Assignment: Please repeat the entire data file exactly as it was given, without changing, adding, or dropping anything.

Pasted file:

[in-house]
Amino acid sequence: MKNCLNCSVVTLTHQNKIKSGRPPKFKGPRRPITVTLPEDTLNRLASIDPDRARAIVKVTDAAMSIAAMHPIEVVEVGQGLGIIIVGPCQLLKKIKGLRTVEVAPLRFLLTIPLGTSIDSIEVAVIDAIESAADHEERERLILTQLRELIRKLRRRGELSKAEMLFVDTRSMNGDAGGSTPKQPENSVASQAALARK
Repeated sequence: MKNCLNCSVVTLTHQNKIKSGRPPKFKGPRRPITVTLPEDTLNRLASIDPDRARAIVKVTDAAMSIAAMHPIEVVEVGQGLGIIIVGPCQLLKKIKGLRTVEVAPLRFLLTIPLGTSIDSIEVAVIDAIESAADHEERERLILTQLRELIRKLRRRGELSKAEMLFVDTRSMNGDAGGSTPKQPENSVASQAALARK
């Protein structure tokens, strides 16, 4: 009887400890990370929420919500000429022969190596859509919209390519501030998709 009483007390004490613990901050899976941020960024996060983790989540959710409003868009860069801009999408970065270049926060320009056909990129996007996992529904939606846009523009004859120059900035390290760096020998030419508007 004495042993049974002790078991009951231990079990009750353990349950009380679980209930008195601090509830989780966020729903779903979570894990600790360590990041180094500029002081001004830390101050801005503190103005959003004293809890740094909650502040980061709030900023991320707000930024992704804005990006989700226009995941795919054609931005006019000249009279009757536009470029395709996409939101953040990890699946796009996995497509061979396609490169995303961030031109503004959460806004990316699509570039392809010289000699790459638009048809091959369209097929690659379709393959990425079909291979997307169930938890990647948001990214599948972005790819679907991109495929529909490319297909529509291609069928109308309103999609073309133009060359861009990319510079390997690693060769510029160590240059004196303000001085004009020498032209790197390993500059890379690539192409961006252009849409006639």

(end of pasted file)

[in-house]
Amino acid sequence: MKNCLNCSVVTLTHQNKIKSGRPPKFKGPRRPITVTLPEDTLNRLASIDPDRARAIVKVTDAAMSIAAMHPIEVVEVGQGLGIIIVGPCQLLKKIKGLRTVEVAPLRFLLTIPLGTSIDSIEVAVIDAIESAADHEERERLILTQLRELIRKLRRRGELSKAEMLFVDTRSMNGDAGGSTPKQPENSVASQAALARK
Repeated sequence: MKNCLNCSVVTLTHQNKIKSGRPPKFKGPRRPITVTLPEDTLNRLASIDPDRARAIVKVTDAAMSIAAMHPIEVVEVGQGLGIIIVGPCQLLKKIKGLRTVEVAPLRFLLTIPLGTSIDSIEVAVIDAIESAADHEERERLILTQLRELIRKLRRRGELSKAEMLFVDTRSMNGDAGGSTPKQPENSVASQAALARK
């Protein structure tokens, strides 16, 4: 009887400890990370929420919500000429022969190596859509919209390519501030998709 009483007390004490613990901050899976941020960024996060983790989540959710409003868009860069801009999408970065270049926060320009056909990129996007996992529904939606846009523009004859120059900035390290760096020998030419508007 004495042993049974002790078991009951231990079990009750353990349950009380679980209930008195601090509830989780966020729903779903979570894990600790360590990041180094500029002081001004830390101050801005503190103005959003004293809890740094909650502040980061709030900023991320707000930024992704804005990006989700226009995941795919054609931005006019000249009279009757536009470029395709996409939101953040990890699946796009996995497509061979396609490169995303961030031109503004959460806004990316699509570039392809010289000699790459638009048809091959369209097929690659379709393959990425079909291979997307169930938890990647948001990214599948972005790819679907991109495929529909490319297909529509291609069928109308309103999609073309133009060359861009990319510079390997690693060769510029160590240059004196303000001085004009020498032209790197390993500059890379690539192409961006252009849409006639």